Momofuko: Toronto - Avoid the Crowd

Toronto is like if NYC and LA had a baby, then abandoned that baby in the cold, expecting the endless community of new, towering skyscrapers to raise him.

Toronto has theater, nightlife, beautiful parks, and sits on Lake Ontario which is so vast you will think you are staring at the sea. They also have some terrific restaurants.  I was most excited about eating at Momofuko, without actually fuko-ing some host in NYC to get a table. Since it's currently #93 on the 2013 list of the world's best restaurants, the Big Apple branch has a wait list as long as, well, what I would fuko them with.

Only open a few months, the Torontonians haven't caught the Korean-American fusion fare fever. While I wish culinarily hung chef/owner David Chang much success, me rather love his food long time than wait in line long time. Did I mention it's freaking cold up there?

Ignore the crazy-ass sculpture out front. Obviously Barbara Walter's asked Chang what tree he would like to be and he said A dragon, with birds all over my body like flying leeches and maybe it can look like a jellyfish too or a scratch on my back from the birds.  Walk past fast.  I'd post a picture but you're aboot to eat.

Once safely inside, the warm walls with their dark colors are wombishly comforting.

Momofuko Toronto dining room

A womb is where babies are grown, and must have inspired his most popular dish --  the steamed pork buns. This must be what baby tastes like. The pork is so tender it seems more than steamed, more like it formed from vaporous meat and an angel gracefully floated the newborn down, gently placing it between the firm, yet comfy soft-as-a-baby's-bottom buns.

steamed pork buns

The welcoming bowl of chilled spicy noodles (noodles here are served as authentically cold as a Korean mother-in-law) with sichuan sausage, spinach and cashews was next.

spicy sauasge over rice noodles with spinach

I took the warm bowl from the kind waitress, thinking how different the service might be in NYC.
I dug my chopsticks fearlessly down to the bottom of the bowl, careful to grab just a bit, then pausing as I pulled out to pick up a little passenger of each ingredient on my way out.  As I took the first bite, I wanted the flavors to introduce themselves to me, one by one, so I cleared my throat to get their attention. The shockingly hot spice took advantage of my open gullet's hospitality and settled in nooks and crannies of my throat. I tried to warn my dining companion but I sounded like Stephen Hawking trying to spell h-o-t.  This might burn three times, I noted.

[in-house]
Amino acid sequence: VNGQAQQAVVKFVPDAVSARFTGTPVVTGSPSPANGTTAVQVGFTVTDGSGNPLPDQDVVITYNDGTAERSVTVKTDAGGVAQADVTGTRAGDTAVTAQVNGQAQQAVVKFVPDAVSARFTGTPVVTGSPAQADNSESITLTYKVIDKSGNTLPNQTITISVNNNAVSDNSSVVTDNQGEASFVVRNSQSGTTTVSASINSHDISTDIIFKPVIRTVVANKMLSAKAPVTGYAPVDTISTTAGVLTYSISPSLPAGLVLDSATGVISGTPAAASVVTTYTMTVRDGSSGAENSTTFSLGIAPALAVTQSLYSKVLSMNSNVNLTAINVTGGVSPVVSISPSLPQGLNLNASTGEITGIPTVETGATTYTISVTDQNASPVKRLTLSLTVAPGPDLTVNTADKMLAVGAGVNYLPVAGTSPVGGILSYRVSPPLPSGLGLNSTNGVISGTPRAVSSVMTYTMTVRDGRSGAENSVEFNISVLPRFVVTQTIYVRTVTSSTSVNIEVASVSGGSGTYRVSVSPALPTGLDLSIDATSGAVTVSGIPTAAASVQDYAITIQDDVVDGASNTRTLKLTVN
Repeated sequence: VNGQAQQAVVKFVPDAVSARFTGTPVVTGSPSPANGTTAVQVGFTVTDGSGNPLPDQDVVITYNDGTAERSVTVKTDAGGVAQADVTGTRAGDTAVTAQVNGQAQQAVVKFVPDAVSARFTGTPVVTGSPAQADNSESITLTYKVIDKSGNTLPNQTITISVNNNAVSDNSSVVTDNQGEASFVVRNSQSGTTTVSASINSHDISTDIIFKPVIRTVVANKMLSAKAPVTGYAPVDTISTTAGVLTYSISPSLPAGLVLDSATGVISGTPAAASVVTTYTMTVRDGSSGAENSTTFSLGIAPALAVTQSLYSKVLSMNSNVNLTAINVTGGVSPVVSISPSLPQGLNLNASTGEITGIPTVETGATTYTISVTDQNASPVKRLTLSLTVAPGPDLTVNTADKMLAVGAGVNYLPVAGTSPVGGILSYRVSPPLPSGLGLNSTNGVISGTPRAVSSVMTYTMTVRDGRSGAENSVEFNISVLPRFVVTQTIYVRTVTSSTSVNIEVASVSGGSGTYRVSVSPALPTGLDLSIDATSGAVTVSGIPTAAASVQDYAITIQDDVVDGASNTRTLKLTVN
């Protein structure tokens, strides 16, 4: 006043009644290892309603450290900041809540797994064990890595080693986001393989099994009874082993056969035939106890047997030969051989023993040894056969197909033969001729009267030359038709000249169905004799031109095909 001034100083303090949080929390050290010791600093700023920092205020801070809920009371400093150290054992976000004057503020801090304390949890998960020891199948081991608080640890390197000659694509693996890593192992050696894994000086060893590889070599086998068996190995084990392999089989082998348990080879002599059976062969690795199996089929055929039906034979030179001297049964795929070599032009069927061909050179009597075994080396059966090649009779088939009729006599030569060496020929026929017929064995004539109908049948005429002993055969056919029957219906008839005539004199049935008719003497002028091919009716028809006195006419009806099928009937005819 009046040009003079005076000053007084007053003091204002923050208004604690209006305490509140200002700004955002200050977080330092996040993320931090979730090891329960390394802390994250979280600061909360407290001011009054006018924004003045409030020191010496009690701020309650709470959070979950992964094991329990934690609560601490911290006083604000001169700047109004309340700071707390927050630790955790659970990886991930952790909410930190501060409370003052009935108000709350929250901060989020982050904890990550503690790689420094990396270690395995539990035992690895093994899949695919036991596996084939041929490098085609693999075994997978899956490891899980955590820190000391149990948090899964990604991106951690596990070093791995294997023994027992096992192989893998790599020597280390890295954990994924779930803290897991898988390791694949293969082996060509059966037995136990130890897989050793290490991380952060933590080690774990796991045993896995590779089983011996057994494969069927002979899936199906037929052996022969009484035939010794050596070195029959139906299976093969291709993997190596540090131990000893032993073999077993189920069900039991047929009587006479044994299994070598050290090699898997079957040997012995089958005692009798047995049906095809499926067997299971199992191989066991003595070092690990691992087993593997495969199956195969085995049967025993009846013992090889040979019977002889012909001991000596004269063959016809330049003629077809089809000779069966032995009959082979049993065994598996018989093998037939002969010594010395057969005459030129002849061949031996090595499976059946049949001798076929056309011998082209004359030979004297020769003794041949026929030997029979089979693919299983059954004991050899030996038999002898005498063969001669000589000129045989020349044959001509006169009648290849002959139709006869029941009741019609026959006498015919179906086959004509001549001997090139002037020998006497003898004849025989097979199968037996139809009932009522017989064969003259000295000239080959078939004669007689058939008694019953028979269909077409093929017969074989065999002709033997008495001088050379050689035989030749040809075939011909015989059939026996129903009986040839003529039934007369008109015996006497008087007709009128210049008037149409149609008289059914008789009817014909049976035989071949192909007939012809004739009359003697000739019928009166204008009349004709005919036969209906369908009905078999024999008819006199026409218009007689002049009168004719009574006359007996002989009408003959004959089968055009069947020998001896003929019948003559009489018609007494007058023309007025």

I know people come for the Fuji apple kimchi, but after trying it, I don't care to know those people. It's not the nasty feet-like taste of kimchi, that's not it, really, I promise.

fuji apple kimchi salad

This dish was missing the acid from the apple as much as Apple misses acid-dropping Steve Jobs. I wanted the dish to be better. But life's too short so I left the wimpily flavored salad and fortified my strength with mussels.

mussels in fermented soy garlic broth

As I forced the shell open as if I were a mean gynecologist, strong garlic wafted up protectively and let me know this dish was no pushover.  Trace amounts of fennel and fermented soy could be found as I dredged the bowl with the porcelain spoon, wishing for bread.

The service was caring, warm, and most likely not to end up in fisticuffs like perhaps in might down South in NYC. The waiters took turns bringing dishes to our table; maybe to get a look at the guy who was ordering so much food, or maybe because they understood the higher concept of cooperation and wanted to get the food to the guests as quickly as possible both to ensure better quality of the chef's art and to get us out faster and have another party seated to perpetuate a clever but logical lather-rinse-repeat interpretation of order-serve-repeat.

Other benefits for crossing over to the cold side is that Toronto is a great place to film movies and television shows. Parts look enough like NYC to use it as NYC, and those Cannuck rubes are attitude and union free, so you don't have those grumpy Teamsters and pesky SAG rules that get in the way of completing your project. Their streets are wider so you can close them to film, unlike NYC, where only parades, natural disasters and babies-in-a-well shut down 5th Avenue.

Americans like to cast stones after we cast our ballots if the election doesn't go our way; disgruntled yanks threaten to yank themselves right over into Canada if the wrong party prevails -- handy since most Canadian cities are a stones throw away from the US border. That vast tundra holds the promise of free-health care and a lack of guns, which may be connected.  And they don't hurl paint on you for wearing fur.

As I left, I was really, really rude to the hostess. She was shocked and as the tiny tear streaked down her tender, gentle face, I told her that it was for her own good. Soon, the New Yorkers would find out the Momofuko Toronto secret. She needed to get used to it.

1 comment:

  1. Hi Greg. Great piece! But we do have a union here called ACTRA and I'm a proud member. And I wouldn't want people to think that Toronto is cold year round. We had 4 months of blistering heat last summer. I do get asked by Americans all the time about my igloo, my moose, my mountie, and pardon me, but my beaver.


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